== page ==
Book Review: 25 Books Every Christian Should Read

25 Books every Christian Should Read is a compilation work which includes summaries and excerpts from 25 Christian classics. The list was put together by the editorial board of Renovare and, as described in the Introduction, “bends toward the contemplative in nature.” So, while the list contains a broad range of books from many genres, periods, and traditions, the common thread that runs through nearly all the selections, is the interior and devotional life of the Christian.

Solidness: Plus+ Inevitably, in such a broad range of books from a variety of Christian traditions, there will some with which you will agree with wholeheartedly and some you will be less comfortable with. I was pretty pleased with the inclusion of Confessions, The Cost of Discipleship, and Mere Christianity, and less pleased with Revelations of Divine Love, The Philokalia, and The Cloud of Unknowing. I read excerpts from these last three in one of my Seminary classes and was not terribly impressed with how these authors approached the topics of revelation, contemplation, and prayer (always felt a bit too mystical to me). Nevertheless, one of the goals of this book is to broaden the reader’s theological horizon, so the inclusion of these books makes sense.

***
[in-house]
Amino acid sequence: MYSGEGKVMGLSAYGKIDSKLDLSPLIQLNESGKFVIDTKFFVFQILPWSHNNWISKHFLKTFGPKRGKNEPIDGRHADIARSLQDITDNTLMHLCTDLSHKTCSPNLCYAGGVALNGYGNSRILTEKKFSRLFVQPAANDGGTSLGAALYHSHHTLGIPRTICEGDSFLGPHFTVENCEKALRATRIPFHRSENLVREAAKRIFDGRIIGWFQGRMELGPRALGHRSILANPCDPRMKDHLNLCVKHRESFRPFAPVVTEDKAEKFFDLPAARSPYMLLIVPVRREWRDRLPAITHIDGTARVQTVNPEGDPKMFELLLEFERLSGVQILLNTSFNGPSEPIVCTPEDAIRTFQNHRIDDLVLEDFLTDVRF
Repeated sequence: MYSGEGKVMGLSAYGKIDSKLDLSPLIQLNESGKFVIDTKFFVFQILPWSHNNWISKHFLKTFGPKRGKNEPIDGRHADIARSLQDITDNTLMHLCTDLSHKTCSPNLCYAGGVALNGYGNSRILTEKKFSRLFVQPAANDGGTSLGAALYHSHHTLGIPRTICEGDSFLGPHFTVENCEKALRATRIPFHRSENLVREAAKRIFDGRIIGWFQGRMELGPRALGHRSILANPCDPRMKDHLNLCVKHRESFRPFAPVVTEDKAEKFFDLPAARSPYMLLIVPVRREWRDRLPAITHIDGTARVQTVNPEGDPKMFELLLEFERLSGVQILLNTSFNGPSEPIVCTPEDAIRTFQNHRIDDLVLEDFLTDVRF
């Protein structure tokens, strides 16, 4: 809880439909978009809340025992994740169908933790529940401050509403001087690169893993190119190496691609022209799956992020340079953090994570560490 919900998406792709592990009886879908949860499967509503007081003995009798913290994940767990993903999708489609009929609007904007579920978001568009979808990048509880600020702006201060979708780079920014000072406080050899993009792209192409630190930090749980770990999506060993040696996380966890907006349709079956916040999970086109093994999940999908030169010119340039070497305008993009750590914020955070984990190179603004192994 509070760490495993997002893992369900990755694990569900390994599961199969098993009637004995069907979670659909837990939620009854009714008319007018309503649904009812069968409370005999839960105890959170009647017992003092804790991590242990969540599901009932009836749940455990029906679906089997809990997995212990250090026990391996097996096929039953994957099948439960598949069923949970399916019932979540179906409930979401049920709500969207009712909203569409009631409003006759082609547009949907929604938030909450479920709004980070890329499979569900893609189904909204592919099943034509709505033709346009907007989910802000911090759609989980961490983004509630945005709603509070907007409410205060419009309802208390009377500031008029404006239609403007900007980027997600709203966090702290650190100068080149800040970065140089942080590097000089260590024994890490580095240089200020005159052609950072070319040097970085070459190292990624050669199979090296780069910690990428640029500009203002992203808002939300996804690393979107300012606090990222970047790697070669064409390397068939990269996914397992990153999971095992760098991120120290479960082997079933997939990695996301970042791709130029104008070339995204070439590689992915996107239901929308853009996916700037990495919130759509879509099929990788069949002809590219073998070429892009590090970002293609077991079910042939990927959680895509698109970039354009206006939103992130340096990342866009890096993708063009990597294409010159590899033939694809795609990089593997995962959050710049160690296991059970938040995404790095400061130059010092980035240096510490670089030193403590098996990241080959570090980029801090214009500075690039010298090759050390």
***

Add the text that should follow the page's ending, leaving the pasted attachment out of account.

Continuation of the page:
Freshness: Neutral: The goal of this is really to point the reader to the classics, not really to editorialize on them. The real editorializing really takes place in the selection of the books. So, this book doesn’t exactly provide new content, but it will, no doubt, point the reader to new content. Of the books listed I have probably only read about four or five completely, and exceprts (aside from this book) of around ten more so this book has provided me a path to a lot more content in the future. Additionally, the summaries and excerpts were very helpful in giving me some great “big ideas” from the selected authors.

Recommendation: Honestly, while I feel good that I picked up a copy of this book, you might just want to consult the list at the beginning, or a similar list, and find summaries and excerpts on your own to decide which books to read in the future. Ultimately, I’m pretty sure it’s the list, not the content, of this book that I will end up using in the future.

Advertisements